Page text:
The internet has made working from home a great option for a lot of jobs that were once entirely office-bound. But, as much as sitting in your pyjamas and taking breaks whenever you want sounds amazing, it does come with a big downside — isolation.
Even if you're the world's most introverted person, going it alone for weeks or months on end is not the best idea, a fact recent research has shown is a big factor in converting home workers back to office ones.
As Scott Mautz explains over at Inc., while working from home can boost productivity as well as physical and mental health, it can take its toll on social health.
'.Telecommuting is pretty easy now. Skype, Slack and good ol' Gchat — excuse me, Google Hangouts — make communicating with your colleagues down the hall or around the world a breeze whether you're in the office or not..'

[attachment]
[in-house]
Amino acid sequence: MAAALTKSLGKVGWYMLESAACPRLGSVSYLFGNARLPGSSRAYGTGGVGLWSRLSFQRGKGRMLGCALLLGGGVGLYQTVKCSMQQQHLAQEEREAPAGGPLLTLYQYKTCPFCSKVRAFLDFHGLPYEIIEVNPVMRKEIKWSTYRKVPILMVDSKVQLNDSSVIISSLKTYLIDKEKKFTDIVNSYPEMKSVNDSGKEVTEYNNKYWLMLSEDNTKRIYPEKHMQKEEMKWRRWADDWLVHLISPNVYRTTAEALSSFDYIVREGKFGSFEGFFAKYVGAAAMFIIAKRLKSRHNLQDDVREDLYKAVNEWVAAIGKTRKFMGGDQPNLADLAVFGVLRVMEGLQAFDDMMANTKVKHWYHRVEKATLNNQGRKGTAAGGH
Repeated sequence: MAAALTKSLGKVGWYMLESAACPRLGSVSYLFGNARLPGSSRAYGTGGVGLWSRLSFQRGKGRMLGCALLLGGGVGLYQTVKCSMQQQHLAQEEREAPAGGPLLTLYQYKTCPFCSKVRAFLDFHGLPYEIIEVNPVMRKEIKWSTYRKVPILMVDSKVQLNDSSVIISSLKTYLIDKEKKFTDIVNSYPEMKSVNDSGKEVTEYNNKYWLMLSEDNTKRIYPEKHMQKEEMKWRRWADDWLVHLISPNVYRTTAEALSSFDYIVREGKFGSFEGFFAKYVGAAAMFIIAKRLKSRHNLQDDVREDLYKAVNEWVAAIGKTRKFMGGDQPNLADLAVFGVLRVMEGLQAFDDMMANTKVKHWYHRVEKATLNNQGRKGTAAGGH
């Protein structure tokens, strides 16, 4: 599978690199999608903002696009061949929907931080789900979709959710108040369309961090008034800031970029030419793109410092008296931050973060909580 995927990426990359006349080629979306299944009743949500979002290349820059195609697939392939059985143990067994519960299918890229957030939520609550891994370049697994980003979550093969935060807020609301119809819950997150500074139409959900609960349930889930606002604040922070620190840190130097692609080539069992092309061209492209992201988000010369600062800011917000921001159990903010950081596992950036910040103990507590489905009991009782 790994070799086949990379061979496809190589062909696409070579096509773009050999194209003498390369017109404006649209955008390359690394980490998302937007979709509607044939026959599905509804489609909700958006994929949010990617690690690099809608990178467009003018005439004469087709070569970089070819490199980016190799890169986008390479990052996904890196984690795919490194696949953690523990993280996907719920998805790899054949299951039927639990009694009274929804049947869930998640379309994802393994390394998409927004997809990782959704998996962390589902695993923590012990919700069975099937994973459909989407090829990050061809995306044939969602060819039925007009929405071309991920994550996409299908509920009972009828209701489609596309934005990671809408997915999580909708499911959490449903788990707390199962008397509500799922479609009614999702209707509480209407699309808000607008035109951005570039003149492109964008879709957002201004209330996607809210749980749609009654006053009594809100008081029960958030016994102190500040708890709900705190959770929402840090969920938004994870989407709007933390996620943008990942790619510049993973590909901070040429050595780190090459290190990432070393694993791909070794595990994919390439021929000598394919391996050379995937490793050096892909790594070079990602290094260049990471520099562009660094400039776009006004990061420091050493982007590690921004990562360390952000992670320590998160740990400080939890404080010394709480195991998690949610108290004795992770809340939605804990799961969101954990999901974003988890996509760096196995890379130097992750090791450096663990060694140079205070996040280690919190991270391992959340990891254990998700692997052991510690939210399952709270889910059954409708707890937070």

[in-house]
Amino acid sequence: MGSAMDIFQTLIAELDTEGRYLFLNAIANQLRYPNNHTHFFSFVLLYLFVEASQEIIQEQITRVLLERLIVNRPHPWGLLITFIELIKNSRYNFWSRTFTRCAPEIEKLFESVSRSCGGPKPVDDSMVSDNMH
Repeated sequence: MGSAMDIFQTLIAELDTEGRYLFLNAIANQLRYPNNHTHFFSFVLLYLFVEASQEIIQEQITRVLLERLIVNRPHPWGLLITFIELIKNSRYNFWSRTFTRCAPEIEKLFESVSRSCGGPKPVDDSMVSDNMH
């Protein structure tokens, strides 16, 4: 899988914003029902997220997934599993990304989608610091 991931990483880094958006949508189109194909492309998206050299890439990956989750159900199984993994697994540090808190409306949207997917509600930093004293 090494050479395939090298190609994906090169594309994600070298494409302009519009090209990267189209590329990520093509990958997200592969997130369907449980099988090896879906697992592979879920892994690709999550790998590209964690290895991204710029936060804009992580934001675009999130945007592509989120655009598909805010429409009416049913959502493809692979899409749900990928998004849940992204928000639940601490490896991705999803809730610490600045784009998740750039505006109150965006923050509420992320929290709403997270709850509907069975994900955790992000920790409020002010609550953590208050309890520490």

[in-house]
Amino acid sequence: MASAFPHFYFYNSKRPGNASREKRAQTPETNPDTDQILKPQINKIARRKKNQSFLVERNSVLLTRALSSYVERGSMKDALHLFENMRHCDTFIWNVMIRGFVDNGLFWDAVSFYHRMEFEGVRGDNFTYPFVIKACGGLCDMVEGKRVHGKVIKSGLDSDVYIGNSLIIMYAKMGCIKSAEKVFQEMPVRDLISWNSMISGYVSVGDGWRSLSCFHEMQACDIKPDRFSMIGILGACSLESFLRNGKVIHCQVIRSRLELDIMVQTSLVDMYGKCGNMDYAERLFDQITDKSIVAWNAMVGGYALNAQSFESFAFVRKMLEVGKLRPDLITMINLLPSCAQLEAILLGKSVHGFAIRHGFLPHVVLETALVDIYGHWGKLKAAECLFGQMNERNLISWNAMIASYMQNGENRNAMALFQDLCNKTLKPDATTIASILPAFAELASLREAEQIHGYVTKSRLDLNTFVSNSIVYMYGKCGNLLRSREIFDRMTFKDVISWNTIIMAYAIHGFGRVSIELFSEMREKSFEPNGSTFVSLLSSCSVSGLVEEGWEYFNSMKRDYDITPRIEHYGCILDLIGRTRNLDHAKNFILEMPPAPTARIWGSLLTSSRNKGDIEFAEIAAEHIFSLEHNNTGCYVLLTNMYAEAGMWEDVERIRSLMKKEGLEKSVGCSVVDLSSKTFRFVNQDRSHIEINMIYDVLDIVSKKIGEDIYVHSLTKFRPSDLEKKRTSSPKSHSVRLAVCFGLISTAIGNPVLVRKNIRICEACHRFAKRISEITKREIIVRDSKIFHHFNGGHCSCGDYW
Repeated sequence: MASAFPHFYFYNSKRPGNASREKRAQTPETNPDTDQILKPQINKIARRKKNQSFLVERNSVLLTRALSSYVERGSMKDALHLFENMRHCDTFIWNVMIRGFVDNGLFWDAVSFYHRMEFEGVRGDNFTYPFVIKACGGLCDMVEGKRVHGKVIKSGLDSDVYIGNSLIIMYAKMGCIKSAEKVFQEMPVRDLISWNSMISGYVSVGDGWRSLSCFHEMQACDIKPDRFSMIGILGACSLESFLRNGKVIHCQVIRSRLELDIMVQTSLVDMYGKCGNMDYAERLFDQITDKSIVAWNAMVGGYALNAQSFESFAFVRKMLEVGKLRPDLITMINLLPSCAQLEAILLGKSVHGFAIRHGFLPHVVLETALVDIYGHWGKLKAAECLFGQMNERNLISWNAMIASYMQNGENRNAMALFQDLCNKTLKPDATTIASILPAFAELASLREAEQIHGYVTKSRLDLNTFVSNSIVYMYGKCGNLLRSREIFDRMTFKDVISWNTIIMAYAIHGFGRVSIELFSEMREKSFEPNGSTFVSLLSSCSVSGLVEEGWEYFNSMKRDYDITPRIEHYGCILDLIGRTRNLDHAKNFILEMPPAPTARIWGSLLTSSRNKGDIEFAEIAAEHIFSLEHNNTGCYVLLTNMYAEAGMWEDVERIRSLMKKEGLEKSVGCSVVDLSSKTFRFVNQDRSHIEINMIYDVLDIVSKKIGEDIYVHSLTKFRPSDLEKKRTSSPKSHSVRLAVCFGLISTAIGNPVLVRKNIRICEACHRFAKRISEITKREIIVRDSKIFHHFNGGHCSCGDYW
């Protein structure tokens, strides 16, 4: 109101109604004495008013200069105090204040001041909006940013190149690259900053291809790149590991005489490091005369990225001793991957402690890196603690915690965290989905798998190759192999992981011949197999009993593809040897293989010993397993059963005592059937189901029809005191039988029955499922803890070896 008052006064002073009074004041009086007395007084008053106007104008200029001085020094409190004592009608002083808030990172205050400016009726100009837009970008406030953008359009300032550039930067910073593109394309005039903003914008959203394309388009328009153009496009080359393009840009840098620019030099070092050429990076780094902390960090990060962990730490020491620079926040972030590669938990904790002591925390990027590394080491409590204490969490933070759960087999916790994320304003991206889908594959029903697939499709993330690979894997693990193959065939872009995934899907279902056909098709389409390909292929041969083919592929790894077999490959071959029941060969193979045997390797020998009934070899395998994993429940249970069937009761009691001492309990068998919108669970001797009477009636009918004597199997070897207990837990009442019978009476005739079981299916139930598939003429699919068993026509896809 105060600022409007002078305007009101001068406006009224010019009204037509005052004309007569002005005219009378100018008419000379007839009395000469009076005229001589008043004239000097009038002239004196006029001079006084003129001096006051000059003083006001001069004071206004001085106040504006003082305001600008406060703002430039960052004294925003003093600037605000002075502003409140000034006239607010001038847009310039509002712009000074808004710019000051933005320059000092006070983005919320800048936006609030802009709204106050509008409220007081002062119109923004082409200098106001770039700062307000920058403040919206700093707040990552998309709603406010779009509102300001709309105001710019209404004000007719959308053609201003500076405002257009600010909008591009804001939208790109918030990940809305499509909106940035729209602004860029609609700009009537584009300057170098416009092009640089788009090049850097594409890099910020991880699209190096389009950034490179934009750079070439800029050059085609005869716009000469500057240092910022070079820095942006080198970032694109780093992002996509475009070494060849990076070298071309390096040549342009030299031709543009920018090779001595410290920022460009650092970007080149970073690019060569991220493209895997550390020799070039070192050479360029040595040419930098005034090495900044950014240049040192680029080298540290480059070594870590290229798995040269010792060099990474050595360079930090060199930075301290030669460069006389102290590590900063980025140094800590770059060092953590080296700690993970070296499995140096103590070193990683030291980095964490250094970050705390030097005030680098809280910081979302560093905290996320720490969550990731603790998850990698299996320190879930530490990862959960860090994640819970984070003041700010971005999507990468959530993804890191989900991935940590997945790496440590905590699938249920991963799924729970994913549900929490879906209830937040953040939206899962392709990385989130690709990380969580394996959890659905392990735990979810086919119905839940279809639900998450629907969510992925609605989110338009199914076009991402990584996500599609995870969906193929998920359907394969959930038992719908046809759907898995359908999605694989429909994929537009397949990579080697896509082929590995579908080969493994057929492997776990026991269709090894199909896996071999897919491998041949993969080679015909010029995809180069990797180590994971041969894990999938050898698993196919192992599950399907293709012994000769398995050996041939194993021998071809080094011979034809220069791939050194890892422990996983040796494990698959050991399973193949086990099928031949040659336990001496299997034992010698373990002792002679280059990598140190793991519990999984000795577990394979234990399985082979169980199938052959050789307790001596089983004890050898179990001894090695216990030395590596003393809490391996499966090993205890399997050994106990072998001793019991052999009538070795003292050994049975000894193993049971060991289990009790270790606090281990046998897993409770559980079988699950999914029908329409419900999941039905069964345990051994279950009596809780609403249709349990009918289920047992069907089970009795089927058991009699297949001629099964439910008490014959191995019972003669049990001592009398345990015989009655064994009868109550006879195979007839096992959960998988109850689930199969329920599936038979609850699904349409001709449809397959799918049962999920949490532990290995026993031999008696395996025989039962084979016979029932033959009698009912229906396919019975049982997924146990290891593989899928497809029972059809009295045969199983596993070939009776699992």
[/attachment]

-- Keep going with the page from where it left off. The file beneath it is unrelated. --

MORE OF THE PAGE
Mautz cites a two-year study conducted by Stanford economics professor Nicholas Bloom, where 250 of 500 employees from China-based travel agency Ctrip volunteered to work from home. Then, over the 24 months, they were compared to their office-dwelling counterparts.
The video above covers the results, but essentially, working from home was a clear winner in every department:
[The study] showed an astounding productivity boost among the telecommuters equivalent to a full day's work. Turns out work-from-home employees work a true full-shift (or more) versus being late to the office or leaving early multiple times a week and found it less distracting and easier to concentrate at home.
However, isolation proved a powerful enough influence to "reconvert" over 50 per cent of these home workers:
One surprising finding did put a cautionary veneer over going all in on work-from-home, however. More than half the volunteer group changed their minds about working from home 100 percent of the time — they felt too much isolation.
Having worked from home for the last five years, I can attest to the effect isolation can have on your state of mind — it doesn't even take much to throw out your balance. That said, as long as you keep an eye it and actually do something before you become a hermit, there's nothing to fear from working from home.